Isn’t it every kids’ dream to own a car? And who can’t wait to take their first driving lessons?
The Wall Street Journal, 29 February 2008 reports that “Japan’s Young Won’t Rally Round the Car.”
“Since the peak in1990, Japanese car makers’ domestic sales have dropped 31% to nearly three million vehicles in 2007.”
Why is this happening?
- The Internet—“Unlike their parents’ generation, which viewed cars as the passport to freedom and higher social status, the Internet-connected Japanese youths today look to cars with indifference…having grown up on with the internet, they no longer depend on a car for shopping, entertainment, and socializing and prefer to spend their money in other ways.”
- Preference for electronics—“Young people can borrow their parents’ car and I think they’d rather spend their money on PCs and iPods than cars….trains will do for now.”
- Green movement—“Many youths worldwide felt cars were unnecessary and even uncool because they pollute and cause congestion.”
Kids’ priorities are changing and with that car manufacturers are having to re-architect the way they design and sell cars.
How is the auto industry responding with new architectures?
- New car designs for the Internet generation—these include smaller, eco-friendly vehicles; cars for hanging out together with convertible interior space designed to feel like a sports bar with large touch-screen displays that can be used by the group like; cars with rotating cabins “capable of driving sideways to easily slips into a parking space;” vehicles with “‘robotic agents’ shaped like a head with two eyes that s mounted on the dashboard abd provides driving directions in a soothing voice.”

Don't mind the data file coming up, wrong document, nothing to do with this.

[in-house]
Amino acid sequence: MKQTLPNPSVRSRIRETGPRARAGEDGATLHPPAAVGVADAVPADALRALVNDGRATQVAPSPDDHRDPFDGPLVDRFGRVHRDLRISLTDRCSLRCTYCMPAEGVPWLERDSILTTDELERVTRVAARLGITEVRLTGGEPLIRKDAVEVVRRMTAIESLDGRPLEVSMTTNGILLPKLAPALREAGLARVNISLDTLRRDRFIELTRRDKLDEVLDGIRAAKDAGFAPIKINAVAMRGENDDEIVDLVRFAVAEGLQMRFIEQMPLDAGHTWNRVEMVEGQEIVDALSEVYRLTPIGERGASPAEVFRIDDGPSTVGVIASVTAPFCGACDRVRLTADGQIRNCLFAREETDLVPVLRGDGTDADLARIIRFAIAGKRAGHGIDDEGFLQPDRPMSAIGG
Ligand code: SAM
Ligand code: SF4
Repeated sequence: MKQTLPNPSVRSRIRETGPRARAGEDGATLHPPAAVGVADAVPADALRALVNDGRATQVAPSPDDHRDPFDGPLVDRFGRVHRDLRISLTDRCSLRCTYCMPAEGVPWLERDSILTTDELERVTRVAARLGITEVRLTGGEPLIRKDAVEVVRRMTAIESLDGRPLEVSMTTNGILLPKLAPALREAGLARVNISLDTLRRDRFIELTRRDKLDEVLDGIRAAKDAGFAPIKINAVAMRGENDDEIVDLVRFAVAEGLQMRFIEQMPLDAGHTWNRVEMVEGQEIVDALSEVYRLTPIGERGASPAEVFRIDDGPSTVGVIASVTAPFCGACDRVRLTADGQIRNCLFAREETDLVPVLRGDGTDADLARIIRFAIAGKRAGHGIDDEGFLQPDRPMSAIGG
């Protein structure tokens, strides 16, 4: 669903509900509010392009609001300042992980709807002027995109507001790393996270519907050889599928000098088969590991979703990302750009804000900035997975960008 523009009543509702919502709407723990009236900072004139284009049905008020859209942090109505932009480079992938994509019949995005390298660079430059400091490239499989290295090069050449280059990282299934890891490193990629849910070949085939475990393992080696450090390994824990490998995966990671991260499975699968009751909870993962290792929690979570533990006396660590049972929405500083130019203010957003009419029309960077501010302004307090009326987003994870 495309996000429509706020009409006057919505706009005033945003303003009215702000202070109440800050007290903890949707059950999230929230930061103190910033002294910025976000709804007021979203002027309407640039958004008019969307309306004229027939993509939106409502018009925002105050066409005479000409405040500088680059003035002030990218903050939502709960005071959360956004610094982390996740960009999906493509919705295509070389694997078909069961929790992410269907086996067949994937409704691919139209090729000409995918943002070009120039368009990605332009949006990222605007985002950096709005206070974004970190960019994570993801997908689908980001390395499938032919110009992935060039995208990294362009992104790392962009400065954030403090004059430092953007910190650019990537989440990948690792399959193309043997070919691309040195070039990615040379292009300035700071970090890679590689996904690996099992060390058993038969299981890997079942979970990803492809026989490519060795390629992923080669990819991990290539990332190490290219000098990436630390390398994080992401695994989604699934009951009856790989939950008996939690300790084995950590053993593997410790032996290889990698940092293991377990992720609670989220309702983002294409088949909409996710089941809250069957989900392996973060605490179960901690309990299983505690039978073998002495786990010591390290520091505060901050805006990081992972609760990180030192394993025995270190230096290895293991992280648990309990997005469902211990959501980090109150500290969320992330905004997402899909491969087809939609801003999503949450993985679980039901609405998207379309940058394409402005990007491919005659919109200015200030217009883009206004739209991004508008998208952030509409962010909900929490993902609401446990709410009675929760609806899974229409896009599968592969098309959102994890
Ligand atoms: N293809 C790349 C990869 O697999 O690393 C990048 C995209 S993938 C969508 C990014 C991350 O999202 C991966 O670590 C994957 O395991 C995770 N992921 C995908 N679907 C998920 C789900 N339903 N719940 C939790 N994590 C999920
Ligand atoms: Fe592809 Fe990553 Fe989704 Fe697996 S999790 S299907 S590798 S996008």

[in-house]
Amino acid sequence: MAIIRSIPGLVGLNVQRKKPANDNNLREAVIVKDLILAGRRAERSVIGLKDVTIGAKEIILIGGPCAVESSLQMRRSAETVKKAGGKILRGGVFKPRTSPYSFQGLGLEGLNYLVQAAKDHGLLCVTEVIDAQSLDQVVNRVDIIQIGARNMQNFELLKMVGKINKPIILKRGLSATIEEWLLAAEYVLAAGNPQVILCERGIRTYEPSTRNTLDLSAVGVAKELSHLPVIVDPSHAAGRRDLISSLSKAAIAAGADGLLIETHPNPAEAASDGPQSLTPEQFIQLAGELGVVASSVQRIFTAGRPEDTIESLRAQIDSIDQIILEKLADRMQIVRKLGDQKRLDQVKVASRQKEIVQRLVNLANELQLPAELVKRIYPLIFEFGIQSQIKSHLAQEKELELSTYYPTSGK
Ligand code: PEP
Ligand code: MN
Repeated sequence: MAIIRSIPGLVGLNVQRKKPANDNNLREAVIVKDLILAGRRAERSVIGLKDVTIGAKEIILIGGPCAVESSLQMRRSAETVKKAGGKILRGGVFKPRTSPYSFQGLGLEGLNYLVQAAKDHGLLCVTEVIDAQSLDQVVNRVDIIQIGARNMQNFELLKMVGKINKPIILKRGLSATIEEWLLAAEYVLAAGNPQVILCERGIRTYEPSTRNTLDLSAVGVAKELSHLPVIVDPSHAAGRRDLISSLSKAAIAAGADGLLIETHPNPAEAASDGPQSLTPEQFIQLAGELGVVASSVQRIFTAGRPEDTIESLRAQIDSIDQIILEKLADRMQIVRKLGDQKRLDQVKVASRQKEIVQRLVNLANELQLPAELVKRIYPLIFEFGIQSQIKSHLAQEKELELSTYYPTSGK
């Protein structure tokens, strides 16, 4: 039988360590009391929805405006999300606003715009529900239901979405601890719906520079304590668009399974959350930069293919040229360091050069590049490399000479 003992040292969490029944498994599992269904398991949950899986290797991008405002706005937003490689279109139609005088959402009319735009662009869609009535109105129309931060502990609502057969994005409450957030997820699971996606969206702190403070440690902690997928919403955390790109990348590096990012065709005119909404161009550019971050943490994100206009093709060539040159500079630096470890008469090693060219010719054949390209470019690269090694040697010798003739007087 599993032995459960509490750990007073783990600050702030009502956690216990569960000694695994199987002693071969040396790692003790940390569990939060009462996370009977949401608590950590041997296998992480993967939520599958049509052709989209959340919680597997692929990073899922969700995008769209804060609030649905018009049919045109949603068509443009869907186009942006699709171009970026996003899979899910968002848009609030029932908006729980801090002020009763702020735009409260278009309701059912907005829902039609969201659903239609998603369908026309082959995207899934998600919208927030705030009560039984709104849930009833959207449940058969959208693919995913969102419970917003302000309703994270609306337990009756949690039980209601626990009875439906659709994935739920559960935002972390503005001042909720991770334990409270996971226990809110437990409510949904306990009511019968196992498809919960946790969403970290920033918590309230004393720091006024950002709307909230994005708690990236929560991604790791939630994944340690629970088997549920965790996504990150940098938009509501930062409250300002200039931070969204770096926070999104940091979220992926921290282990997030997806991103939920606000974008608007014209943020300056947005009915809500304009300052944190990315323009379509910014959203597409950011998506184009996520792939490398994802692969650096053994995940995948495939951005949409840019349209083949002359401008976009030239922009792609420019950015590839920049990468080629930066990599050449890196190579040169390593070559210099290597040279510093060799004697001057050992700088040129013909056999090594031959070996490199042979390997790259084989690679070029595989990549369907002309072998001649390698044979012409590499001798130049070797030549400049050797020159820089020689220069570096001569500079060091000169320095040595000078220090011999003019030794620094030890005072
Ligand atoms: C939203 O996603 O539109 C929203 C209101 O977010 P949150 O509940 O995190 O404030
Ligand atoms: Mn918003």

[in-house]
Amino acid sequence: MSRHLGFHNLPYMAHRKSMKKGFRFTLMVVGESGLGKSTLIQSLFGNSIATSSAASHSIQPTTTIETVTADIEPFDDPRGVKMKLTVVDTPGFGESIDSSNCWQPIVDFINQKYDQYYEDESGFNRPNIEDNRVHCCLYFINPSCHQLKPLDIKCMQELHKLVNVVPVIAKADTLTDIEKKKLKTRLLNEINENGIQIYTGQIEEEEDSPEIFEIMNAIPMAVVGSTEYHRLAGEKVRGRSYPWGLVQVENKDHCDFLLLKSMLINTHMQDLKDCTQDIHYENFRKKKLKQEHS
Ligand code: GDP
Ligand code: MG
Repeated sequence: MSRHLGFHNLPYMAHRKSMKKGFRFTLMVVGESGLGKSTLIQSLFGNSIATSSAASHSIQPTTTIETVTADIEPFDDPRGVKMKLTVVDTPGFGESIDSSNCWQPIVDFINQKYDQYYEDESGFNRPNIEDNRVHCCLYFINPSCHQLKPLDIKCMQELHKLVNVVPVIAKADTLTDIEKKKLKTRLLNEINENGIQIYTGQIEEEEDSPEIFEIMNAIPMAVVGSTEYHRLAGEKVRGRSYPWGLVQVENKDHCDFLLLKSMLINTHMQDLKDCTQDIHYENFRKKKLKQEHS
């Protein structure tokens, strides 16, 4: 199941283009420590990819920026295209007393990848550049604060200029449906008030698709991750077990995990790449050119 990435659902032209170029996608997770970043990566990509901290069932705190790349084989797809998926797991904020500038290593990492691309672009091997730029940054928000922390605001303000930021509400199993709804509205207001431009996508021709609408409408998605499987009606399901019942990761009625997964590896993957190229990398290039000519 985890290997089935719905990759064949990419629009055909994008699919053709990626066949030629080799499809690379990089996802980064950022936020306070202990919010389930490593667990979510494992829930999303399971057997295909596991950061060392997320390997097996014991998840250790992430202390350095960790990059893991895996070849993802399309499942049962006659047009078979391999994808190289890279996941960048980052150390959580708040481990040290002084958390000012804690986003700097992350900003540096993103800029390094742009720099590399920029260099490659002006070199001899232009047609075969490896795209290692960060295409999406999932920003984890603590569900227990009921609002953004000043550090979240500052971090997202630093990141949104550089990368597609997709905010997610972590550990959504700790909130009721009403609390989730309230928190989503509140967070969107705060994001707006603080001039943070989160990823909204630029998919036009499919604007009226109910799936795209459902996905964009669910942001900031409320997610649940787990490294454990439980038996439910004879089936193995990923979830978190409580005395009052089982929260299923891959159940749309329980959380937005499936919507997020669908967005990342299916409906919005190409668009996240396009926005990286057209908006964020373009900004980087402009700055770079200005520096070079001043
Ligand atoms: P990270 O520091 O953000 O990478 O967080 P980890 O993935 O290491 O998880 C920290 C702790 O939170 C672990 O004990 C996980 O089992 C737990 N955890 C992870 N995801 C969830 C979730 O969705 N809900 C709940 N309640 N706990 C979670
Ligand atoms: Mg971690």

- New marketing for the computer-savvy— Drive date videos: “downloads filmed from a drivers perspective, the video lets a viewer go on a day drive with a young, female Japanese model as they drive together along scenic, congestion-free roads.”
The automobile is changing to meet new consumer demands: The cars’ purpose “isn’t to get from point A to point B, but is to provide a social space for the driver and passengers. It doesn’t convey status except the status of being together.”
A lesson for enterprise architects is that function certainly drives architecture. However, functional requirements change along with culture, and the architect needs to be ever vigilant is searching out and spotting new trends, so that the enterprise can be proactive in meeting user expectations. Further technical requirements change based on innovations, and these must be aligned with functional requirements to optimize EA solutions.